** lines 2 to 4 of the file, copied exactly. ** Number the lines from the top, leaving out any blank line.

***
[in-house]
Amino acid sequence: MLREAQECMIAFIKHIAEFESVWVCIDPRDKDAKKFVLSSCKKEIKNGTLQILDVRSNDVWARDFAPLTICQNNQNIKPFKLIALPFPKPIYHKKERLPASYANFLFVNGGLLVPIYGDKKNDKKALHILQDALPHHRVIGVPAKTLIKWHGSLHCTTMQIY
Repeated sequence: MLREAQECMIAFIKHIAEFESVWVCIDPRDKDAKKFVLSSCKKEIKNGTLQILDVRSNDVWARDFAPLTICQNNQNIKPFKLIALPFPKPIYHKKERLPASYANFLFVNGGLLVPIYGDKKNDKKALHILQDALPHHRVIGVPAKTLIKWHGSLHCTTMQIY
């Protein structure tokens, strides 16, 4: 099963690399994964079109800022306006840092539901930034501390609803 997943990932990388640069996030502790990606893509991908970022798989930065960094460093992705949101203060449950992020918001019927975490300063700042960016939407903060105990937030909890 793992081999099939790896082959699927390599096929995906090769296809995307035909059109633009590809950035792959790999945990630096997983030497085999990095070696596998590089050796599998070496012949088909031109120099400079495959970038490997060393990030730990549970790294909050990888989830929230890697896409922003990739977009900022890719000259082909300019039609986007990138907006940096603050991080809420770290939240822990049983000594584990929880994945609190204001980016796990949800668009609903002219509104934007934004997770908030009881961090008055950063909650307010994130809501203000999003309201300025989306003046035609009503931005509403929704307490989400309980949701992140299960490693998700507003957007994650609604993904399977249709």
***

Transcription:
Amino acid sequence: MLREAQECMIAFIKHIAEFESVWVCIDPRDKDAKKFVLSSCKKEIKNGTLQILDVRSNDVWARDFAPLTICQNNQNIKPFKLIALPFPKPIYHKKERLPASYANFLFVNGGLLVPIYGDKKNDKKALHILQDALPHHRVIGVPAKTLIKWHGSLHCTTMQIY
Repeated sequence: MLREAQECMIAFIKHIAEFESVWVCIDPRDKDAKKFVLSSCKKEIKNGTLQILDVRSNDVWARDFAPLTICQNNQNIKPFKLIALPFPKPIYHKKERLPASYANFLFVNGGLLVPIYGDKKNDKKALHILQDALPHHRVIGVPAKTLIKWHGSLHCTTMQIY
């Protein structure tokens, strides 16, 4: 099963690399994964079109800022306006840092539901930034501390609803 997943990932990388640069996030502790990606893509991908970022798989930065960094460093992705949101203060449950992020918001019927975490300063700042960016939407903060105990937030909890 793992081999099939790896082959699927390599096929995906090769296809995307035909059109633009590809950035792959790999945990630096997983030497085999990095070696596998590089050796599998070496012949088909031109120099400079495959970038490997060393990030730990549970790294909050990888989830929230890697896409922003990739977009900022890719000259082909300019039609986007990138907006940096603050991080809420770290939240822990049983000594584990929880994945609190204001980016796990949800668009609903002219509104934007934004997770908030009881961090008055950063909650307010994130809501203000999003309201300025989306003046035609009503931005509403929704307490989400309980949701992140299960490693998700507003957007994650609604993904399977249709």